Agencies add: A female student told Geo News that 6,500 to 7,000 female students were still in the madrassa.
Several parents termed the government action just and one Qari Liaquat Ali said the government should be praised for exercising restraint. He said the madrassa administration had not allowed him to retrieve his daughter before the operation.
A 17-year-old student, Raheela, said many female students were being forced to remain on premises and were being used as shields. “I came here for religious education but the brand of Islam propagated by the administration was horrendous,” she added.
Several students said they would never return to the madrassa, even if conditions return to normal. “Though jihad is good, we are not here to fight,” said Zabia, a young student from Jamia Hafsa.
A top-level government official, on condition of anonymity, told APP that male students were being detained for questioning before they were allowed to depart while female students were being released into their parents’ custody promptly.
Lal Masjid cleric in Pak military net
4 Jul 2007, 2310 hrs IST,PTI
ISLAMABAD: Pakistan military personnel surrounding the Lal Masjid here arrested Maulana Abdul Aziz, one of the two radical clerics of the mosque, when he tried to escape wearing a burqa on Wednesday, Dawnnews TV said.
Aziz, along with his younger brother Abdul Rashid Ghazi, was leading the militant students of the madrasas run by the Lal Masjid in their standoff with the government.
Chief Police Commissioner of Islamabad, Tariq Pervez, confirmed Aziz's arrest, saying that he was captured when he came out along with several burqa-clad women.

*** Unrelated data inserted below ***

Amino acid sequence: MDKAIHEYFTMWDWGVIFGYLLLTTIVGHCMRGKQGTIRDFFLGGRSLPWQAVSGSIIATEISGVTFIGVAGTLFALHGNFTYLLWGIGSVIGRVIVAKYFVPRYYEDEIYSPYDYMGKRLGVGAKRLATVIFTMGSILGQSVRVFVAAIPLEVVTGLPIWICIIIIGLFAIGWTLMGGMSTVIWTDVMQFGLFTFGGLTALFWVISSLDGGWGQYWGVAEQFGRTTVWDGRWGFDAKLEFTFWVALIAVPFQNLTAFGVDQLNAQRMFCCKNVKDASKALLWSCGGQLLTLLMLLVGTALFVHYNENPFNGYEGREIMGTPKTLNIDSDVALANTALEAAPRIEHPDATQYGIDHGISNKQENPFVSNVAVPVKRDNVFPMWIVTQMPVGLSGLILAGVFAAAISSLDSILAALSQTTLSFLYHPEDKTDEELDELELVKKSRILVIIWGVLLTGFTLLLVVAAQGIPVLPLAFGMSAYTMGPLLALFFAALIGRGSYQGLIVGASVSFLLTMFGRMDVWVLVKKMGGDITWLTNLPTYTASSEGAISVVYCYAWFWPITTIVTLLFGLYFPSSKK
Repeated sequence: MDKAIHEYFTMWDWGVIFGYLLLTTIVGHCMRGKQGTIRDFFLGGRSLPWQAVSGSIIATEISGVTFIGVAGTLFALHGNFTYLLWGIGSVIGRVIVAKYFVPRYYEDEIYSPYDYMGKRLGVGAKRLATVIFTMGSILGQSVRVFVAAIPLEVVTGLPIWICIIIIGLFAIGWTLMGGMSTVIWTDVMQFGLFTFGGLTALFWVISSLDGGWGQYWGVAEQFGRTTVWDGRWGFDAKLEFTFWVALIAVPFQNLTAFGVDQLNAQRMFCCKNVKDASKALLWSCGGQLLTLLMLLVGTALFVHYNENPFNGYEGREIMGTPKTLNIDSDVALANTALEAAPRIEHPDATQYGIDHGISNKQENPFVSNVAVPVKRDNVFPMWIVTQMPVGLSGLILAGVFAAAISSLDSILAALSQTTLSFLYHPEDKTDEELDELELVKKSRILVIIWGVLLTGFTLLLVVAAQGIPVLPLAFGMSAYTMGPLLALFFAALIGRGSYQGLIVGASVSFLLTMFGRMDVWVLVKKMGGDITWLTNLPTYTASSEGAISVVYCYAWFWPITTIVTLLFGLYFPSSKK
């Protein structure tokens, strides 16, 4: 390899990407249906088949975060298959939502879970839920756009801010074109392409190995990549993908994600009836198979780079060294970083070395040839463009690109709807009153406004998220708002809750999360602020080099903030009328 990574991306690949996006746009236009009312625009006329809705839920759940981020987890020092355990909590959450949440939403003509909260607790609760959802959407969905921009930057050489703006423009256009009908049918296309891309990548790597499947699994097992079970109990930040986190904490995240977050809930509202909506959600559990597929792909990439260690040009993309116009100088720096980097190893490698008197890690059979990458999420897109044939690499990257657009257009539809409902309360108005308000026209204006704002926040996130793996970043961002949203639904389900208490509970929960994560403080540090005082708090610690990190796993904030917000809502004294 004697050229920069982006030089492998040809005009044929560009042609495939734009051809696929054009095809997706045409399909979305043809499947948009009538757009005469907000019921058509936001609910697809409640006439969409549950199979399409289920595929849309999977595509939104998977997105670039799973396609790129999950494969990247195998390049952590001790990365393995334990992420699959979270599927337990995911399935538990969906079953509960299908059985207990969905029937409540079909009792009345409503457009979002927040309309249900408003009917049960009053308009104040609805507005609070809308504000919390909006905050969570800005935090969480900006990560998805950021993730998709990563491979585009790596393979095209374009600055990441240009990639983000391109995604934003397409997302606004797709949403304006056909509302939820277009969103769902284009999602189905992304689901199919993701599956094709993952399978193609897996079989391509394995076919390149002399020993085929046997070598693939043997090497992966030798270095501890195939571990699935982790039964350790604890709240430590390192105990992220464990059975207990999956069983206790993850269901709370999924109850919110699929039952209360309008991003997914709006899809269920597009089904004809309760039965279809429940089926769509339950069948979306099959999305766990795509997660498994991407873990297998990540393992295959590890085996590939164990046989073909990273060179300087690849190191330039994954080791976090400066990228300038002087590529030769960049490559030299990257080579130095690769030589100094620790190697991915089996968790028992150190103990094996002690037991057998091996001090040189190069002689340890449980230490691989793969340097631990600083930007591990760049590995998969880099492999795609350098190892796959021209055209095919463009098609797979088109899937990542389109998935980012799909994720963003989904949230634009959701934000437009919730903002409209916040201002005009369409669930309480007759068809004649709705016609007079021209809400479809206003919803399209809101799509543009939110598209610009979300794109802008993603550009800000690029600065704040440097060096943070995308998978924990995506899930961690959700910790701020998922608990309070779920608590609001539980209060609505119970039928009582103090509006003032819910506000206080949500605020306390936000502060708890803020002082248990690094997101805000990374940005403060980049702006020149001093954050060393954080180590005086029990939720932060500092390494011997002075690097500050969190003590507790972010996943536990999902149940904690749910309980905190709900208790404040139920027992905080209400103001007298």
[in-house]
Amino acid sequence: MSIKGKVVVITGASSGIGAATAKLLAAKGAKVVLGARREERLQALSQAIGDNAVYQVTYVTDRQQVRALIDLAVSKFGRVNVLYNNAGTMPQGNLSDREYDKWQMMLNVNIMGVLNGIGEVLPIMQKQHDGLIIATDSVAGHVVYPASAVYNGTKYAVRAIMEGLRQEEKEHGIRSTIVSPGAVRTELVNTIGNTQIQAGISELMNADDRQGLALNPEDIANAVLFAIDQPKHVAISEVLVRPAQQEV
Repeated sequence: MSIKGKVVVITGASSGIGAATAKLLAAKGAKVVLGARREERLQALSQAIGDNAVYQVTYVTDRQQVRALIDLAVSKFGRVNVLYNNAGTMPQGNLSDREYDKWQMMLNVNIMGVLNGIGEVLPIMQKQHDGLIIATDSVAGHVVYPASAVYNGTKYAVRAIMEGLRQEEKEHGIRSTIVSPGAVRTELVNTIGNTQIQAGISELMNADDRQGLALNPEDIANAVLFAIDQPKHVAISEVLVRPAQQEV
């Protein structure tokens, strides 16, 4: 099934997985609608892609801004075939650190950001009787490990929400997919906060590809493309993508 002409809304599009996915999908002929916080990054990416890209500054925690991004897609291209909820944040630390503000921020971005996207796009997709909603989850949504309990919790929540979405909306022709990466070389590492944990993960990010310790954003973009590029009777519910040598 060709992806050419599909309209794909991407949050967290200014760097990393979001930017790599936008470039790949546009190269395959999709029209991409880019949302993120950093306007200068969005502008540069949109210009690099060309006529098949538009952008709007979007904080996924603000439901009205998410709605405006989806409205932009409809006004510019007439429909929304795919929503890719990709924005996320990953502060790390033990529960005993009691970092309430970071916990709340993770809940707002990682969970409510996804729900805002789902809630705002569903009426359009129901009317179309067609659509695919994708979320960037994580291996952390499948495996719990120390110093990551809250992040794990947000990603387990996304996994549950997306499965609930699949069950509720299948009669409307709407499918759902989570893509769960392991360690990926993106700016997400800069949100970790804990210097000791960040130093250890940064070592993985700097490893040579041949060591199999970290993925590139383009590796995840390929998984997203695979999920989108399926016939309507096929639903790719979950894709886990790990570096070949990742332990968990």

His identity was established during the screening, he told reporters here.
Aziz tried to sneak out in burqa when the troops guarding the area permitted 50 odd parents of students holed up in the mosque to go in to persuade their wards to surrender.
His arrest could perhaps help the government to end the stand-off as he could be effectively used to negotiate the surrender of the rest of the several hundred heavily armed militants headed by his brother Ghazi and holed up in the mosque.
Mosque leader foresees end of siege
Posted on Thu, Jul. 05, 2007print email Digg it del.icio.us AIM
Mosque leader foresees end of siege
By MUNIR AHMAD
Associated Press Writer
An image taken from the Pakistan Television shows on Thursday, July 5, 2007, the chief cleric of radical Lal mosque Maulana Abdul Aziz, who was arrested by police, Wednesday in Islamabad, Pakistan, removing his veil. The chief cleric of a radical mosque was arrested and more than 1,000 of his followers surrendered Wednesday as troops backed by armored vehicles and helicopters tightened their siege of the complex, officials said. Female police officers searching women fleeing the mosque's seminary discovered Maulana Abdul Aziz under a black head-to-toe veil, said Khalid Pervez, the city's top administrator.
A radical cleric arrested while fleeing his government-besieged mosque in a woman's burqa and high heels said Thursday that the nearly 1,000 followers still inside should flee or surrender.